Piano Man - Macleans.ca

Piano Man

Q & A with Gonzales—Feist’s quirky producer—who recently entered the record books with a 27-hour concert

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Piano Man In a feat that was as much about physical stamina as musical prowess, Canadian pianist Gonzales won himself a place in the Guinness Book of World Records on Monday, with a concert that lasted an exhausting 27 hours, three minutes and 44 seconds. Originally from Montreal, Gonzales (born Jason Beck), has earned notoriety for producing Feist’s second album “The Reminder,” and releasing six of his own. But his most recent performance at a theatre in Paris, where he now lives, is attracting attention from well outside the confines of his traditional indie-rock fan base—which, according to Gonzales, was precisely the point.

Q: When you were preparing for the marathon performance, you had a team of doctors and an acupuncturist giving you advice. What was the most useful suggestion you received?

A: Well, useful in an oppositional way, interestingly enough. They told me, “Listen, you can’t give 100 per cent all the time. It’s a marathon. You’re not going to be able to do that.” That really rankled me, because the whole point of doing this was to show that not only could I assure the quantitative aspects of the challenge—to do the 27 hours—but I wanted as well to qualitatively succeed, and to me, that meant giving 100 per cent all of the time. And I think I did. Despite being advised to coast on autopilot at certain moments, I really resisted that temptation. And I went as deep as I could into the music and as deep as I could into the dynamics. Playing softly, playing very loudly, taking it to some surreal levels, letting the audience decide what songs I was playing, all of that was a strategy to avoid autopilot, so that they would be implicated in it with me. Because otherwise it would have been very easy for me to get that 27-hour record, but have people leave, or watch the stream and go “Ah, this is useless.” To me, I only get the ego boost when I feel like I’ve shared something. That’s what makes me an entertainer, not an artist.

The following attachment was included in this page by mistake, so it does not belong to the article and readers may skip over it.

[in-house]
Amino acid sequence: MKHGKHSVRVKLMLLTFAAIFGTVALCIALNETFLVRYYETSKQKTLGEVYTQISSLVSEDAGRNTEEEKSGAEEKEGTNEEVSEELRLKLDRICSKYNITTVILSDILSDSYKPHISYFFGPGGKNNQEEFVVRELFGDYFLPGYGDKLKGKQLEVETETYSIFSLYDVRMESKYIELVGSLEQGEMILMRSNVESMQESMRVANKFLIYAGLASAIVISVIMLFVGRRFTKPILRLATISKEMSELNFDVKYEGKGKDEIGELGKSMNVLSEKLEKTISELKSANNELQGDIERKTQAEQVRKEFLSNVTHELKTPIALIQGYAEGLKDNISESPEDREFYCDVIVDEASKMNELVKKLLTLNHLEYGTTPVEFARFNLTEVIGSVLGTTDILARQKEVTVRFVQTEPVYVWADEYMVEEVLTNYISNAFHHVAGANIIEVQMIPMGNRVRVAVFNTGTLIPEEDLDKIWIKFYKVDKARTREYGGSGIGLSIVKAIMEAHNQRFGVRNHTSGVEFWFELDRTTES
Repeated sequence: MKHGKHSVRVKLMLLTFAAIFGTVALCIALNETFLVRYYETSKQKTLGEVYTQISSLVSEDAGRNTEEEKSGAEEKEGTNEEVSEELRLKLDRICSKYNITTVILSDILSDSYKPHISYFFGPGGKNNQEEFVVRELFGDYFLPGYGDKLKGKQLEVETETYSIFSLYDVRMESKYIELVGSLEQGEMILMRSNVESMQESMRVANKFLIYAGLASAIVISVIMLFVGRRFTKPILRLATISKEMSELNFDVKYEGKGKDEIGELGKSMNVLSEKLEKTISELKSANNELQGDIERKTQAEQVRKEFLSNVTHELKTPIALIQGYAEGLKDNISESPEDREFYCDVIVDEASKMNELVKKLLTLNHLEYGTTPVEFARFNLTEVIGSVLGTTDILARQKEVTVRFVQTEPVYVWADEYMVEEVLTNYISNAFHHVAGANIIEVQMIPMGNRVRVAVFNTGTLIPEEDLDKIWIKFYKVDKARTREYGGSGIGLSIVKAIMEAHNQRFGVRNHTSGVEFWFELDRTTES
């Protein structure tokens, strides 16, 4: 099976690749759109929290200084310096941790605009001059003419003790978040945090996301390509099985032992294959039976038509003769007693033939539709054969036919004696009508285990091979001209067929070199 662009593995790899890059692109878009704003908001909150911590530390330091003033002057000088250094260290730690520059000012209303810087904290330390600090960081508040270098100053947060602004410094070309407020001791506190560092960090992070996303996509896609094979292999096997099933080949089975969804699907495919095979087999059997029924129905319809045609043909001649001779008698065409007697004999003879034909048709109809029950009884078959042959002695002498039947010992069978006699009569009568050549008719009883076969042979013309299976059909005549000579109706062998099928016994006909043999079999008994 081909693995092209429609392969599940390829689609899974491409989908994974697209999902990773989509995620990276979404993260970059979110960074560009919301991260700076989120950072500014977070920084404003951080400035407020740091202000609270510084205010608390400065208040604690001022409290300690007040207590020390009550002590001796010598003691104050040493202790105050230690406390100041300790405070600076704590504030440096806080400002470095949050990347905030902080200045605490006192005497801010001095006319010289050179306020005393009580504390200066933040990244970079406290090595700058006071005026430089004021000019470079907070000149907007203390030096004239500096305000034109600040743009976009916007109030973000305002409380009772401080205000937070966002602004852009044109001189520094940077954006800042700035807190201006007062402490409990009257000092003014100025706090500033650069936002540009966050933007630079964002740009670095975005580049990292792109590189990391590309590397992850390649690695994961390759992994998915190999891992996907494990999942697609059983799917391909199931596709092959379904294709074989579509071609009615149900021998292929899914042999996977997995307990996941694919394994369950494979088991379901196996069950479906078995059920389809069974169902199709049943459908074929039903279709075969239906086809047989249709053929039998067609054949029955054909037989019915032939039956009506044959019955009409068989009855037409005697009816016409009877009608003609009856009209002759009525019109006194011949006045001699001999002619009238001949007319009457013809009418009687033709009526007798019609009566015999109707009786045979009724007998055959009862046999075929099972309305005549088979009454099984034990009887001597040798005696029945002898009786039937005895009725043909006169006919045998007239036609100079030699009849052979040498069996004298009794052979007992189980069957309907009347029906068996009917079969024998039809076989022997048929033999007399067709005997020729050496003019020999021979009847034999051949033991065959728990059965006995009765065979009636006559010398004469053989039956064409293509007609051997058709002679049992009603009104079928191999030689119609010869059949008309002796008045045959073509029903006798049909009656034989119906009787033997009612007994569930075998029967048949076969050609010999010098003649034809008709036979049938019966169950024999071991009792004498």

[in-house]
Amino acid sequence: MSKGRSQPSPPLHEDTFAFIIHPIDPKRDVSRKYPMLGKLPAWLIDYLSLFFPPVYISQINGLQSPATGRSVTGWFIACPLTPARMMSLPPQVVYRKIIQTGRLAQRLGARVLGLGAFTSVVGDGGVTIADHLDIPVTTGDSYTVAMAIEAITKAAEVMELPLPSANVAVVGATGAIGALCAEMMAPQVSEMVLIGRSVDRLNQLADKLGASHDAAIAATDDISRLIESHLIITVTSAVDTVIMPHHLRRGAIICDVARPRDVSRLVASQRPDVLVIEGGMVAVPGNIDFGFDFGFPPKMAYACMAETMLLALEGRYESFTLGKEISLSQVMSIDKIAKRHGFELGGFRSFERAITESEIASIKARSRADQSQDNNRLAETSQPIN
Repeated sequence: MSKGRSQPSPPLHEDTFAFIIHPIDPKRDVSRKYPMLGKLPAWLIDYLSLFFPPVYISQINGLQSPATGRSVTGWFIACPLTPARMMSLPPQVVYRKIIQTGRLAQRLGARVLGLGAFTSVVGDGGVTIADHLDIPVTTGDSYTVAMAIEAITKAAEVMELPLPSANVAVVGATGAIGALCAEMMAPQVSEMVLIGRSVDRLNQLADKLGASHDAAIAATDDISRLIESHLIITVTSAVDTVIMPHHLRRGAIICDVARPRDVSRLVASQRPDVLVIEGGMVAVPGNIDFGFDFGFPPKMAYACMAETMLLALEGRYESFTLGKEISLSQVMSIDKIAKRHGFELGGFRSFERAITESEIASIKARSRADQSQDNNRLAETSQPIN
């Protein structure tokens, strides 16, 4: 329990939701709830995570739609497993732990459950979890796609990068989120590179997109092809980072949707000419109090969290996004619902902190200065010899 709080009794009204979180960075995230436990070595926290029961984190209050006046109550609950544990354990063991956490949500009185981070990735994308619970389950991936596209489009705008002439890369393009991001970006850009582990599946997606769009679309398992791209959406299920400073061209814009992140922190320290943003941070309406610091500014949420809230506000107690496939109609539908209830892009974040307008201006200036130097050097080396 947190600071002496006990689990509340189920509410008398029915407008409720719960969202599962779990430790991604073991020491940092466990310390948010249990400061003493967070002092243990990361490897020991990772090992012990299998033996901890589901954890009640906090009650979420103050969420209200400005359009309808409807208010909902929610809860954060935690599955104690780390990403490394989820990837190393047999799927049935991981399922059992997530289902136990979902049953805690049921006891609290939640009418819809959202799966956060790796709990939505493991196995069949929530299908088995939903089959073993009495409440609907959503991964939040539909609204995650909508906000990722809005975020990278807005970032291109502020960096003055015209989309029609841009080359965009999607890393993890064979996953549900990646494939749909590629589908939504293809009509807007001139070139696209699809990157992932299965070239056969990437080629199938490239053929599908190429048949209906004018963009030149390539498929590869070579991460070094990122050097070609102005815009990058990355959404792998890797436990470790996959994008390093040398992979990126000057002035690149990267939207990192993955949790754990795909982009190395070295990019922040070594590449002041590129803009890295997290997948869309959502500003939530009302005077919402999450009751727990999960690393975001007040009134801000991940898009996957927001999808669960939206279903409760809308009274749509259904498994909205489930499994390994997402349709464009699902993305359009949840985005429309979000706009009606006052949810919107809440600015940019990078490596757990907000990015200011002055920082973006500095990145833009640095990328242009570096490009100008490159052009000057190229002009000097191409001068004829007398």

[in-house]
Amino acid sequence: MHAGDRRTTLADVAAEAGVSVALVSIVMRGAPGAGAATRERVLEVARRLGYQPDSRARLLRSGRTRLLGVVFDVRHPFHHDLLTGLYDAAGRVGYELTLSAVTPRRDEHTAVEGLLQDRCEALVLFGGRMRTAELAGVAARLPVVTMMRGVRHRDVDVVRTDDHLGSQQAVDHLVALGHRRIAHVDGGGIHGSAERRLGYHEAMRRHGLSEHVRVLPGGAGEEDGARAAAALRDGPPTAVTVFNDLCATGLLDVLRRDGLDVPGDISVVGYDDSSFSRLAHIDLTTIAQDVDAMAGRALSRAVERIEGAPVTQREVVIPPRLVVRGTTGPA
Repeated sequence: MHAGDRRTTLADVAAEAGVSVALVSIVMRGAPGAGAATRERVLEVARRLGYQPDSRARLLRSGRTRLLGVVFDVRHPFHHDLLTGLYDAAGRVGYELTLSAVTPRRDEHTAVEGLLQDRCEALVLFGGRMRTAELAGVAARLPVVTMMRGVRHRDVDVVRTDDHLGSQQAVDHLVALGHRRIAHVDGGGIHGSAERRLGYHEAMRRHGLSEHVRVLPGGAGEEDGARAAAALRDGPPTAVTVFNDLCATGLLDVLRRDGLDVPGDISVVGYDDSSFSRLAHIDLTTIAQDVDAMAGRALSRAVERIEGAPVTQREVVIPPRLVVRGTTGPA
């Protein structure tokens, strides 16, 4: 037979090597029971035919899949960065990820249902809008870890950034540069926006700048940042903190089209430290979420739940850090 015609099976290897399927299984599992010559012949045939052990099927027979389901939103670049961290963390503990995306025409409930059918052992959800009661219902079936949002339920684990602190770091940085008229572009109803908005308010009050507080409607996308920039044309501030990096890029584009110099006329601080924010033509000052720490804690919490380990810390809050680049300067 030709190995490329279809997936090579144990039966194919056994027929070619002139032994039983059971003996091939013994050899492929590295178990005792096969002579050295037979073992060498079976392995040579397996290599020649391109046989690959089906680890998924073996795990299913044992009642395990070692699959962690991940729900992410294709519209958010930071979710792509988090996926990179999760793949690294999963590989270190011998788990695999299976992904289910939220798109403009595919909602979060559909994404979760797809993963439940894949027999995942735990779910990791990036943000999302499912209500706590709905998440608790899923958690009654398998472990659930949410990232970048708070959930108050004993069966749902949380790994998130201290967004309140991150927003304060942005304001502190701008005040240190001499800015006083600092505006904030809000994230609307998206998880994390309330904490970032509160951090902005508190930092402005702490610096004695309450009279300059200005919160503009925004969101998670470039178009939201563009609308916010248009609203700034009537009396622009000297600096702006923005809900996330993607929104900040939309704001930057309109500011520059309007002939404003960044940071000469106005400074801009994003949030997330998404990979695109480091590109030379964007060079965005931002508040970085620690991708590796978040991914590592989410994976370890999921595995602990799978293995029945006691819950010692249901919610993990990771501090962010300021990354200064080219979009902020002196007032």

Q: Before the concert, you said you were “freaking out but enjoying the freak out.” To what extent did that change once you started to play? Were you more nervous or less? How did that play out?